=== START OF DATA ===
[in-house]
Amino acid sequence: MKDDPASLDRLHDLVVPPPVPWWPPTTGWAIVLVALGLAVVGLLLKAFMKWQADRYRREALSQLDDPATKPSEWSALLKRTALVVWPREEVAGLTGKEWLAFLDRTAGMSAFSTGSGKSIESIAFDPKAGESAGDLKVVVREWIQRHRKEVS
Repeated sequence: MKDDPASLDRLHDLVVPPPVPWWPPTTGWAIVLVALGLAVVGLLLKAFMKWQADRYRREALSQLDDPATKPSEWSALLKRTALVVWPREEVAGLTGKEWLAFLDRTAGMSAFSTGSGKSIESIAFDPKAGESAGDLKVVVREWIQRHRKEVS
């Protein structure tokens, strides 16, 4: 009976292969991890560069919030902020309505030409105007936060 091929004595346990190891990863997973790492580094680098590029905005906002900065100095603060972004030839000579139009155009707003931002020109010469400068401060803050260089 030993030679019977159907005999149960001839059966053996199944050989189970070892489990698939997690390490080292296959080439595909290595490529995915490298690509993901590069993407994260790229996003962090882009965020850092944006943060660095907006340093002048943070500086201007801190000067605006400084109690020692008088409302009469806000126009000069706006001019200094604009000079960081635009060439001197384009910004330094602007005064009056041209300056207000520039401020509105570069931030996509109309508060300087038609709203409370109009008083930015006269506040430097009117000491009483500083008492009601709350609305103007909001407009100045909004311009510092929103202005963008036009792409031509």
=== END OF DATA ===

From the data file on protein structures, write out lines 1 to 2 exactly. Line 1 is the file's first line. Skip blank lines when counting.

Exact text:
[in-house]
Amino acid sequence: MKDDPASLDRLHDLVVPPPVPWWPPTTGWAIVLVALGLAVVGLLLKAFMKWQADRYRREALSQLDDPATKPSEWSALLKRTALVVWPREEVAGLTGKEWLAFLDRTAGMSAFSTGSGKSIESIAFDPKAGESAGDLKVVVREWIQRHRKEVS